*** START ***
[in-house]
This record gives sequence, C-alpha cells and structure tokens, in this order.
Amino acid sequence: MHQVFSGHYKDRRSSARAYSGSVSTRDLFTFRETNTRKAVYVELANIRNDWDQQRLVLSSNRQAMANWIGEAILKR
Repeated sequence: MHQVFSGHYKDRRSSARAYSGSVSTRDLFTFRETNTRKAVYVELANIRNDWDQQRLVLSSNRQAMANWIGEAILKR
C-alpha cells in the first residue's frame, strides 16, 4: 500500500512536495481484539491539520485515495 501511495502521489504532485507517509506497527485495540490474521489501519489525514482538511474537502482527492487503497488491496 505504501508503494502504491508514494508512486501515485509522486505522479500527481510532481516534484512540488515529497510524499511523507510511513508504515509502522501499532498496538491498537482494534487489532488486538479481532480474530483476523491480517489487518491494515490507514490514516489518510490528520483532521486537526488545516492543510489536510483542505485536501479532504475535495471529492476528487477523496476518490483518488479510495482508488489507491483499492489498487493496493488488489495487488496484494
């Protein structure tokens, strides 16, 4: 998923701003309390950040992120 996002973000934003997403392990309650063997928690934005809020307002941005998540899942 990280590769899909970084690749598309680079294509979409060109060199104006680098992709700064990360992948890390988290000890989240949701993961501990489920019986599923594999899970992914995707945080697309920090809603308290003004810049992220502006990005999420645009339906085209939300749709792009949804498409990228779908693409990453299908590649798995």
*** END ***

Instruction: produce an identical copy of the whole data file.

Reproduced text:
[in-house]
This record gives sequence, C-alpha cells and structure tokens, in this order.
Amino acid sequence: MHQVFSGHYKDRRSSARAYSGSVSTRDLFTFRETNTRKAVYVELANIRNDWDQQRLVLSSNRQAMANWIGEAILKR
Repeated sequence: MHQVFSGHYKDRRSSARAYSGSVSTRDLFTFRETNTRKAVYVELANIRNDWDQQRLVLSSNRQAMANWIGEAILKR
C-alpha cells in the first residue's frame, strides 16, 4: 500500500512536495481484539491539520485515495 501511495502521489504532485507517509506497527485495540490474521489501519489525514482538511474537502482527492487503497488491496 505504501508503494502504491508514494508512486501515485509522486505522479500527481510532481516534484512540488515529497510524499511523507510511513508504515509502522501499532498496538491498537482494534487489532488486538479481532480474530483476523491480517489487518491494515490507514490514516489518510490528520483532521486537526488545516492543510489536510483542505485536501479532504475535495471529492476528487477523496476518490483518488479510495482508488489507491483499492489498487493496493488488489495487488496484494
């Protein structure tokens, strides 16, 4: 998923701003309390950040992120 996002973000934003997403392990309650063997928690934005809020307002941005998540899942 990280590769899909970084690749598309680079294509979409060109060199104006680098992709700064990360992948890390988290000890989240949701993961501990489920019986599923594999899970992914995707945080697309920090809603308290003004810049992220502006990005999420645009339906085209939300749709792009949804498409990228779908693409990453299908590649798995």